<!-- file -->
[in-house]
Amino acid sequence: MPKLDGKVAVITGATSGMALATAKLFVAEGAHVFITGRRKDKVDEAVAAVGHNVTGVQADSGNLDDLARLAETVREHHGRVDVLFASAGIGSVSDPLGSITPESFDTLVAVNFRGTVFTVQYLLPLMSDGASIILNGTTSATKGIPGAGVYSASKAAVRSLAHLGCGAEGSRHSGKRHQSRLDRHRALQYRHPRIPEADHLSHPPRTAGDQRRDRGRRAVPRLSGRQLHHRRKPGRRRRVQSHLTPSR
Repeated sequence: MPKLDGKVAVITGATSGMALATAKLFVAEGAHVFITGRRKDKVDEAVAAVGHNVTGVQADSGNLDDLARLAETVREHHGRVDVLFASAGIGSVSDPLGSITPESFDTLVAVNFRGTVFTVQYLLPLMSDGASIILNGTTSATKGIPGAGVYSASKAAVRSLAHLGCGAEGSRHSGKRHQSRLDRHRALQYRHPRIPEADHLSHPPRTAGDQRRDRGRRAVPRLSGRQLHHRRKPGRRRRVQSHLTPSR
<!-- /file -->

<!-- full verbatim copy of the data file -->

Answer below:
[in-house]
Amino acid sequence: MPKLDGKVAVITGATSGMALATAKLFVAEGAHVFITGRRKDKVDEAVAAVGHNVTGVQADSGNLDDLARLAETVREHHGRVDVLFASAGIGSVSDPLGSITPESFDTLVAVNFRGTVFTVQYLLPLMSDGASIILNGTTSATKGIPGAGVYSASKAAVRSLAHLGCGAEGSRHSGKRHQSRLDRHRALQYRHPRIPEADHLSHPPRTAGDQRRDRGRRAVPRLSGRQLHHRRKPGRRRRVQSHLTPSR
Repeated sequence: MPKLDGKVAVITGATSGMALATAKLFVAEGAHVFITGRRKDKVDEAVAAVGHNVTGVQADSGNLDDLARLAETVREHHGRVDVLFASAGIGSVSDPLGSITPESFDTLVAVNFRGTVFTVQYLLPLMSDGASIILNGTTSATKGIPGAGVYSASKAAVRSLAHLGCGAEGSRHSGKRHQSRLDRHRALQYRHPRIPEADHLSHPPRTAGDQRRDRGRRAVPRLSGRQLHHRRKPGRRRRVQSHLTPSR